UNDERSTANDING WHY WOMEN SHOULD BE SILENT IN THE MEETING PLACE. BREAKING DOWN 1 TIMOTHY 2:11

1 Timothy 2:11 – Women are not to teach men in the church but are to submit and defer to male leadership (read 12, 13, 14).

1 Timothy 2:12 I DO NOT PERMIT. Paul sell-consciously writes with the authoriy of an apostle (1 Thess 4:1; 2 Thess 3:6), rather than simply offering an opinion. This statement is given in the context of Paul’s apostolic instructions to the church for the ordering of church practice when the church is assembled together. In that context, two things are prohibited: (1) Women are not

permitted to publicly teach Scripture and/or Christians doctrine to men in church (the context implies these topics), and (2) women are not permitted to exercise authority over men in church. (The reference for both “teaching’ and “exercise authority” here is within the context of the assembled church.) Women teaching other women, and women teaching children, are not in view here and both are encouraged elsewhere (on women teaching women, cf, Titus 2:4; on women teaching children, cf 2 Tim 1:5). Nor does this passage have in view the role of women in leadership situation outside the church (e.g,. business or government). The presence of the word or (Gk. oude) between “to teach” and “to exercise authority” indicates that two different activities are in view, not a single activity of “authoritative teaching.” “Exercise authority” represents Greek authente’o, found only here in the NT, Over 80 examples of this word exist outside the NT, however, clearly establishing that the meaning is “exercise authority” (not “usurp authority” or “abuse authority,” etc, as sometimes has been argued). Since the role of pastor/elder/overseer is rotted in the task of teaching and exercising authority over the church, this verse would also exclude women form serving in this office (cf 1 Tim 3:2). Thus when Paul calls for the women to be quiet, he means “quiet” with respect to the teaching responsibility that is limited in the assembled church. Paul elsewhere indicates that women do speak in other ways in the church assembly (read 1 Cor 11:5). Also read 1 Cor 14:34-35.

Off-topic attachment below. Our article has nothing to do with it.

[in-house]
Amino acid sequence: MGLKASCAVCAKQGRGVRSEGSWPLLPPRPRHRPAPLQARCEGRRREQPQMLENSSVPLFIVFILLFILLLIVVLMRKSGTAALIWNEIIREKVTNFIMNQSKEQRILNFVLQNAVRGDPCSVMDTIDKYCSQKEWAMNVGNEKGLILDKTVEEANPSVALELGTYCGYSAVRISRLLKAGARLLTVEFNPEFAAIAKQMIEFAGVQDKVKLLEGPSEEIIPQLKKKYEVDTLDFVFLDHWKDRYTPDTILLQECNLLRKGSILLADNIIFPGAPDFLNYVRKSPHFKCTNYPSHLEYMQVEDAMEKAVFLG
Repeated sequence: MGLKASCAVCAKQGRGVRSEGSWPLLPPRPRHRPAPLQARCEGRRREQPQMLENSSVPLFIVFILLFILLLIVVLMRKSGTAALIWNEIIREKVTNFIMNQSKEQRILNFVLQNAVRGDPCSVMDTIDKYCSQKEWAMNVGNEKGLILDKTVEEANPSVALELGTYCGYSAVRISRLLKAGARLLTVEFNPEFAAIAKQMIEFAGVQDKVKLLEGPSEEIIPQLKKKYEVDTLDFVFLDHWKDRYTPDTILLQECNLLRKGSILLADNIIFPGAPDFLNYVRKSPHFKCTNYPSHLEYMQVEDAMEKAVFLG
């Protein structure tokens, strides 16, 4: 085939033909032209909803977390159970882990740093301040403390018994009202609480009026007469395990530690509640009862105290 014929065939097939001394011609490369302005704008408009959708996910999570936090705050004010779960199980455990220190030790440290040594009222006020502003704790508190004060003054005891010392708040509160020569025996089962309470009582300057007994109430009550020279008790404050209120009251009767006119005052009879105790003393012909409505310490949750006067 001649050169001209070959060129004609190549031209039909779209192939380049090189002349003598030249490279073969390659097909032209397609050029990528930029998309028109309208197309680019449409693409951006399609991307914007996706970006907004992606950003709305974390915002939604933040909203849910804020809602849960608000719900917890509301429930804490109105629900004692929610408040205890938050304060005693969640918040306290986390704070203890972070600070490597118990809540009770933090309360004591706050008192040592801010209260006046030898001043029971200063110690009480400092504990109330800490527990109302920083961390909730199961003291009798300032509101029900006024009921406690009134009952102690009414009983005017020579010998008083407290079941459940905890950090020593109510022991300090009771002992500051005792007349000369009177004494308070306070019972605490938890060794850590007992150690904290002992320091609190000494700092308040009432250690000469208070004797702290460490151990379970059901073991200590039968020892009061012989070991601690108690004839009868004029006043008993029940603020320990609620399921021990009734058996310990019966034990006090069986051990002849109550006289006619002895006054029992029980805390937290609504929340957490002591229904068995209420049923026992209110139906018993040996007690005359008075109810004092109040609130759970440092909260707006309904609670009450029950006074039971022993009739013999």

1 Timothy 2:13For introduces the biblical basis for the prohibition of v. 12. Paul indicates that the prohibition is based on two grounds, the first being the order of creation (Adam was formed first), and the second being the deception of EVE (v 14). “Formed” (Gk plasso’) is the same term that the Septuagint uses in Gen 2:7, 8, which evidently refers to creation (cf 1 Cor 11:8-9). Paul’s argument indicates that gender roles in the church are not simply the result of the fall but are rooted in creation and therefore apply to all cultures at all times. The meaning of this passage, however, is widely contested today. Some interpreters argue that the prohibition of 1 Tim 2:12 does not apply today because: (1) the reason for Paul’s command was that women were teaching false doctrine in Ephesus; or (2) Paul said this because women in that culture were not educated enough to teach; or (3) this was a temporary command for that culture only. But Paul’s appeal to the creation of Adam and Eve argues against those explanations. In addition, the only false teachers named in connection with Ephesus are men (1:19-20; 2 Tim 2:17-18; cf Acts 20:30), and no historical evidence exists of women teaching false doctrine in first-century Ephesus. Moreover, ancient inscriptions and literature speak of a number of well-educated women in that area of Asia Minor at that time (cf also Luke 8:1-3; 10:38-41; John 11:21-27; Acts 18:2-3, 11, 18-19, 26; 2 Tim 4:19). Finally, some have claimed that this passage only prohibits a “wife” from teaching or exercising authority over her “husband,” since the Greek words gyne and aner (translated “woman” and “man” in 1 Tim 2:12) can also mean “wife” and “husband” in certain contexts. Given the immediate context of vv. 8-9, however, the most likely meaning of the Greek words gyne and aner here in vv 11-14 would seem to be “woman” and “man” (rather than “wife” and “husband”).

1 Timothy 2:14 Adam was not deceived, but the woman was. Paul’s second reason (cf v. 13). Though Eve sinned first as a result of being deceived, Adam’s sin was conscious and willful, with devastating consequences for the whole human race (read Rom 5:12)

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